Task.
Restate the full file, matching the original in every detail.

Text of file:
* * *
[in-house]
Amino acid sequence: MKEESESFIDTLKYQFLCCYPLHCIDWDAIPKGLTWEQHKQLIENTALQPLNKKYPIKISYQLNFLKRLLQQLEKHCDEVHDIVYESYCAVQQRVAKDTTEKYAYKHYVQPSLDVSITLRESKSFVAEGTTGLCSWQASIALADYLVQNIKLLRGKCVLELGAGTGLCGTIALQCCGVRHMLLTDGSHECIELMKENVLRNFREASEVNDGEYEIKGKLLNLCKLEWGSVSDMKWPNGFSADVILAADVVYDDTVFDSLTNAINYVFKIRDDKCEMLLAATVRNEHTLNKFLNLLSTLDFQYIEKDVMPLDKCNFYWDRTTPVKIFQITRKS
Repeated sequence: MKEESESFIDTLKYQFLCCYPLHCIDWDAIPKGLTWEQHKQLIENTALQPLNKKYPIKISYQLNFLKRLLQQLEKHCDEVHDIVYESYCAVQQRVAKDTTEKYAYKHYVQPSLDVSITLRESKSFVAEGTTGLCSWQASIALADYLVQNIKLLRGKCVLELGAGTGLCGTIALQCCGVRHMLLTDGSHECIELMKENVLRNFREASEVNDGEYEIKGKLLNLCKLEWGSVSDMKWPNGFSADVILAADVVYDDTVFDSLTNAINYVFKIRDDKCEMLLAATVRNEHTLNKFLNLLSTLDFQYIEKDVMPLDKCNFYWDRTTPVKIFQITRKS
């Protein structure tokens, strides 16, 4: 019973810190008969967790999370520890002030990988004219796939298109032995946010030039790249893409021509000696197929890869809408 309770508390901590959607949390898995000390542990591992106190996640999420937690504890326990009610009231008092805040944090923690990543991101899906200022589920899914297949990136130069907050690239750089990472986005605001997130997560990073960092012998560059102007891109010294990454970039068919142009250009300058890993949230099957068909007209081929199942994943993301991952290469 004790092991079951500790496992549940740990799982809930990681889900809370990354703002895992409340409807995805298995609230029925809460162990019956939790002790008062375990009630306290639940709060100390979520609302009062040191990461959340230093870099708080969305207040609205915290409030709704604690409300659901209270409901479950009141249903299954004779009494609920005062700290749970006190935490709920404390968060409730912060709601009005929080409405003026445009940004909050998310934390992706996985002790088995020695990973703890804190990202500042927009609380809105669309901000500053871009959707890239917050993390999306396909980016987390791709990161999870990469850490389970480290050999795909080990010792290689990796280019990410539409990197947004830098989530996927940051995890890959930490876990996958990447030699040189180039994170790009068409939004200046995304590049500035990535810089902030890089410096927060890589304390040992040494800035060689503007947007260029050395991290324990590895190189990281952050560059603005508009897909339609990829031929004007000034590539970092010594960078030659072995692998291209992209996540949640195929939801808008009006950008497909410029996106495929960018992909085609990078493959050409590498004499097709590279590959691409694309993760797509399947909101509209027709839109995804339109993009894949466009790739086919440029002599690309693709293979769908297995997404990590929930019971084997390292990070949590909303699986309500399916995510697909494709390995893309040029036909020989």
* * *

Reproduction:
[in-house]
Amino acid sequence: MKEESESFIDTLKYQFLCCYPLHCIDWDAIPKGLTWEQHKQLIENTALQPLNKKYPIKISYQLNFLKRLLQQLEKHCDEVHDIVYESYCAVQQRVAKDTTEKYAYKHYVQPSLDVSITLRESKSFVAEGTTGLCSWQASIALADYLVQNIKLLRGKCVLELGAGTGLCGTIALQCCGVRHMLLTDGSHECIELMKENVLRNFREASEVNDGEYEIKGKLLNLCKLEWGSVSDMKWPNGFSADVILAADVVYDDTVFDSLTNAINYVFKIRDDKCEMLLAATVRNEHTLNKFLNLLSTLDFQYIEKDVMPLDKCNFYWDRTTPVKIFQITRKS
Repeated sequence: MKEESESFIDTLKYQFLCCYPLHCIDWDAIPKGLTWEQHKQLIENTALQPLNKKYPIKISYQLNFLKRLLQQLEKHCDEVHDIVYESYCAVQQRVAKDTTEKYAYKHYVQPSLDVSITLRESKSFVAEGTTGLCSWQASIALADYLVQNIKLLRGKCVLELGAGTGLCGTIALQCCGVRHMLLTDGSHECIELMKENVLRNFREASEVNDGEYEIKGKLLNLCKLEWGSVSDMKWPNGFSADVILAADVVYDDTVFDSLTNAINYVFKIRDDKCEMLLAATVRNEHTLNKFLNLLSTLDFQYIEKDVMPLDKCNFYWDRTTPVKIFQITRKS
């Protein structure tokens, strides 16, 4: 019973810190008969967790999370520890002030990988004219796939298109032995946010030039790249893409021509000696197929890869809408 309770508390901590959607949390898995000390542990591992106190996640999420937690504890326990009610009231008092805040944090923690990543991101899906200022589920899914297949990136130069907050690239750089990472986005605001997130997560990073960092012998560059102007891109010294990454970039068919142009250009300058890993949230099957068909007209081929199942994943993301991952290469 004790092991079951500790496992549940740990799982809930990681889900809370990354703002895992409340409807995805298995609230029925809460162990019956939790002790008062375990009630306290639940709060100390979520609302009062040191990461959340230093870099708080969305207040609205915290409030709704604690409300659901209270409901479950009141249903299954004779009494609920005062700290749970006190935490709920404390968060409730912060709601009005929080409405003026445009940004909050998310934390992706996985002790088995020695990973703890804190990202500042927009609380809105669309901000500053871009959707890239917050993390999306396909980016987390791709990161999870990469850490389970480290050999795909080990010792290689990796280019990410539409990197947004830098989530996927940051995890890959930490876990996958990447030699040189180039994170790009068409939004200046995304590049500035990535810089902030890089410096927060890589304390040992040494800035060689503007947007260029050395991290324990590895190189990281952050560059603005508009897909339609990829031929004007000034590539970092010594960078030659072995692998291209992209996540949640195929939801808008009006950008497909410029996106495929960018992909085609990078493959050409590498004499097709590279590959691409694309993760797509399947909101509209027709839109995804339109993009894949466009790739086919440029002599690309693709293979769908297995997404990590929930019971084997390292990070949590909303699986309500399916995510697909494709390995893309040029036909020989």